Two statements that seem true: Art is always in conversation with the real world. Many of us have forgotten this. Last year’s box office hit Wanted seemed to forget that its mockery of bland automaton economic activity was sneered at by, among others, Angelina Jolie and Morgan Freeman, whom, we can presume, do not often have to suffer the vagaries of working in a call center cubicle. More than that, it ignored the fact that there really are people in the audience who get turned on by the fetishisation of firepower, and that the notion that dehumanization for entertainment’s sake taught us a few lessons about life-imitating-art during the era of Victorian circuses.
On the other hand, Inglourious Basterds knows from the very beginning that it’s in a conversation with the real world; and not just because of its ostensible basis in history. The violence isn’t played for laughs, because Tarantino knows the world already laughs at human misfortune enough to regularly forget its own humanity. Wanted was accused of misogyny; it doesn’t warrant that moniker, because its characters are so dehumanized that their gender doesn’t get a look in.
It’s not the early days of cinema anymore when folks were shocked and stunned by an approaching train, a stop-motion giant gorilla or a big sphere in space being blown up, (I exclude the audience for Transformers of course — that’s not the kind of movie-making, and we use that term loosely here, we’re talking about).
The point is that people now know movies – they’ve internalized narrative structure, they’re familiar with the cliches, they get who’s the hero and who’s the villain – you don’t need to spell it out for them. To make your movie stand out now you don’t need more – you need less.
The masters knew this. Look at 2001: A Space Odyssey — Stanley Kubrick removed the film’s exposition as much as possible in the editing stage – interviews and voice-overs that might give some hint as to what the hell was going on were cut. As Kubrick said at the time “How could we possibly appreciate the Mona Lisa if Leonardo had written at the bottom of the canvas: ‘The lady is smiling because she is hiding a secret from her lover.'”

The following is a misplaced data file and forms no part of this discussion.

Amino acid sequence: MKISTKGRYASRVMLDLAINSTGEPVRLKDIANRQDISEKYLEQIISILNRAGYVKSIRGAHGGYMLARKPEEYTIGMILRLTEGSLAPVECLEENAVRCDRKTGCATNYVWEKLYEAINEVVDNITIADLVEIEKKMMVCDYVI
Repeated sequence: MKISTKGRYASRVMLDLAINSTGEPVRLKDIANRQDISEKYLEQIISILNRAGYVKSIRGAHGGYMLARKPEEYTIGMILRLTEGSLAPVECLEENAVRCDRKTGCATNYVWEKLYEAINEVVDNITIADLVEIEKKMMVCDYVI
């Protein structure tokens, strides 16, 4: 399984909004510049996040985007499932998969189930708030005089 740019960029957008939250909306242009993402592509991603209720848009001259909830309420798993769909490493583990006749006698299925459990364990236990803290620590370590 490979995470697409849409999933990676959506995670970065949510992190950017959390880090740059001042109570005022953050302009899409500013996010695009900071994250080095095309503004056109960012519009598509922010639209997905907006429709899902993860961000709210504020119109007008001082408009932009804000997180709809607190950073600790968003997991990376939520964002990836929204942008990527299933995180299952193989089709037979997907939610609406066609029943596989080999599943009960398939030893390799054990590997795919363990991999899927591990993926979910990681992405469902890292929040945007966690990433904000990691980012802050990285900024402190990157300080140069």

Andrei Tarkovsky knew this — watch Andrei Rublev, perhaps the greatest masterpiece of the movies. It’s a series of chapters with no exposition, nobody holding your hand — telling you what’s going on — hell, the protagonist of the movie isn’t even in every chapter. And it works.
It’s not just past artists who knew this ‘less is more’ secret. Kathryn Bigelow gets it implicitly – The Hurt Locker is a series of short stories, with all the fat cut away. It’s up to you, the viewer, to make what you will of the story – and in that sense films like The Hurt Locker, 2001 and ‘Rublev’ are the real interactive cinema — not movies with 3D glasses or based on video games.
So do less with more – by having the audience have to work out what’s going, (meaning they actually have to participate in the movie), your pic will become a real, tangible thing to people, and therefore last a lot, lot longer.
Mike Leigh makes consistently thoughtful, reflective, and just plain good movies; and he is usually considered to be one of the most distinctive directors working today. His scripts are famously shaped in concert with a long rehearsal process; and perhaps most challenging to the notion that films belong to the director along, for 20 years until his untimely death this year, he was intimately supported by producer Simon Channing Williams. Since High Hopes and up to Happy Go Lucky Leigh made films that worked, and he has spoken of the importance of collaboration in making this happen.
Recently on our podcast, Ramin Bahrani, the brilliant director of Man Push Cart, Chop Shop and Goodbye Solo made it clear how important cinematographer Michael Simmonds is in the process of making his films. They collaborate together during the script stage, while shooting of course, and even during post. We’re so often fixated on directors that it doesn’t occur to critics to list Ramin’s three films as the work of Bahrani/Simmonds, or even to mention Simmonds much in reviews. But they should. The writer of The Wrestler, Robert Siegal, has just directed his first film, Big Fan, and Michael Simmonds shot it. Watching that pic it’s hard to imagine it would be anywhere near as powerful without Simmond’s careful placement of camera and gritty yet blanched out images – he’s a huge asset. So don’t be shy or intimidated, work with the most talented people you can find. If it works for Mike Leigh and Ramin Bahrani it can work for you.
As for number 5., well, we were commissioned to write a 1000 word piece, and, like all passionate film critics, are already talking far too much. Tune into the next episode at The Film Talk for the exciting conclusion to our humble contribution to answering the question: “What Should You Do If You Want Your Film To Last?”